OKLAHOMA CITY — Demariyon Houston remembers sitting in a car with his mom in downtown Oklahoma City. She was crying. He was eating. Houston, just a child at the time, thought she was crying because she was hungry. Only he was eating.
As he grew older, he realized it was the weight of the moment.
Houston, a four-star wide receiver from Millwood High School in Oklahoma, would see his mom cry many more times, and it became a driving force in his athletic career.
“My mom had me young and we grew up around a lot of gangs and bad influences,” Houston explained. “My grandma was on drugs. It was a hard time, but I was a kid so I didn’t know too much about it until I got older. Football became a way out for me and my family.”
Most elite prospects started playing sports young. Not Houston. The future Texas commit was busy running with the wrong crowd and causing trouble. Sports was the last thing on his mind, as his family moved around schools as his transgressions piled up the way he now piles up receiving yards. He didn’t play football until the seventh grade. It wasn’t until a move to Millwood in the eighth grade that Houston began to flourish on the field. It allowed him to turn the corner in life.
“I played right tackle in seventh grade,” Houston said with a laugh. “Once I moved to Millwood, I played tight end and then eventually wide receiver. It was a clean slate for me when I moved to Millwood and it was the first school that I thought truly cared about me and my life.”
Houston admits he continued to make mistakes as a freshman. He started surrounding himself with a new, better crowd, despite staying in touch with his old friends. Houston hopes to become a role model for inner-city youth in Oklahoma City by using his athleticism to reach college, graduate and hopefully make millions in the NFL.
“It’s hard because I still talk to some of my friends from my childhood and they’re doing the same stuff. It’s sad,” he said. “I want to be encouragement for their kids and my kids. It’s never too late to start over. This is bigger than me. I want to help my community and football is a way for me to do that.”
The staff at Millwood writes off many of Houston’s transgressions as immaturity. As a freshman, he jumped in a hole full of mud for a dollar. He pouted as a freshman when he was asked to return kicks. He still ran with some questionable characters and wasn’t placing the importance on football and academics that hte staff hoped he would, and there was a time early in his high school career that Houston was almost kicked off the team.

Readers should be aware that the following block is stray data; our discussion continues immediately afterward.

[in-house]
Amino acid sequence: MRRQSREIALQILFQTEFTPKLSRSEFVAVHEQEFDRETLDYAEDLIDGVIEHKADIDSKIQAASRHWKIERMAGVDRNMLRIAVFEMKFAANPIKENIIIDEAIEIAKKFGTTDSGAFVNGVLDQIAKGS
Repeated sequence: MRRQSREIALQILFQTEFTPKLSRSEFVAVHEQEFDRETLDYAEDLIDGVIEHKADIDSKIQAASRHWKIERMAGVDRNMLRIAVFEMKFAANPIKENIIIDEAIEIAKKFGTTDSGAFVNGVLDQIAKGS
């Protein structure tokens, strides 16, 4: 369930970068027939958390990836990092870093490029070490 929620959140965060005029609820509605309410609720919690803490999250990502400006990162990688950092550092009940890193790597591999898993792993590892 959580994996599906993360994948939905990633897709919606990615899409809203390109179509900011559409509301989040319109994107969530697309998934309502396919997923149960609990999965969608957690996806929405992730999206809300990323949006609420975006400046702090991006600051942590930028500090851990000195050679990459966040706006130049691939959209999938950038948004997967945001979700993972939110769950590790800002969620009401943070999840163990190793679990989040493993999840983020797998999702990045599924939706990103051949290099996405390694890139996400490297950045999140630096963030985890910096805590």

“My first encounter with him, he was running around with the wrong crowd and he would’ve been done at a lot of programs, but ours is more about developing young men because you never know what is going on at home,” said Shannon Hayes, the athletic director at Millwood. “He started to blossom after a year or so, and he had a ton of athleticism.”
Houston never imagined he’d be committed to Texas. He’s Oklahoma born and raised, but the Sooners never offered despite Houston ranking as the No. 2 player in Oklahoma and the No. 27-ranked wide receiver in the entire class, per the 247Sports composite. Texas did offer, so he took an unofficial to Austin in March. The 6-foot, 165-pound playmaker wouldn’t commit until July 7, but he left that visit in March with an idea that the Longhorns were the team to beat.
— h o l l y w o o d h o u s t o n (@demariyon5) July 8, 2018
“I loved the unofficial (visit) to Texas because the first thing we did was go visit the academics and talk about all of the tools we’re given at Texas to be successful in the classroom. Most colleges start with the flashy football stuff,” he said. “It impressed me. All the big schools have great facilities and all that. Texas showed me how I could become successful even if football doesn’t work out.”
Houston is one of three receivers committed to the Longhorns, joining fellow four-star prospects Jake Smith and Jordan Whittington. Houston plans to line up all over the field, playing slot and on the outside. He also wants to return kicks and punts.
The kid who once pouted about returning punts as a freshman now relishes the role. He took his first punt return as a freshman back for a touchdown and realized special teams weren’t a punishment. They were an opportunity.
“It all changed for me when I got that first offer from Ole Miss as a sophomore,” Houston said. “I started to focus on the bigger picture. I never did that growing up. Football can take me places, and Texas was the best fit.”
Houston does plan on taking his official visits. He’ll visit Texas, and plans to visit Auburn, Ole Miss, Alabama and maybe Oregon. He’s yet to set up the dates. Millwood is the favorite to repeat as Class 2A Champions in Oklahoma and those official dates can’t conflict with his high school football schedule.
“There’s less pressure now that I’m committed, but I still listen to coaches and don’t burn bridges because you never know what can happen,” he said. “I don’t care about the conference or anything like that. I’m going to the school that makes me feel the most at home and gives me the best chance at a future with and without football.”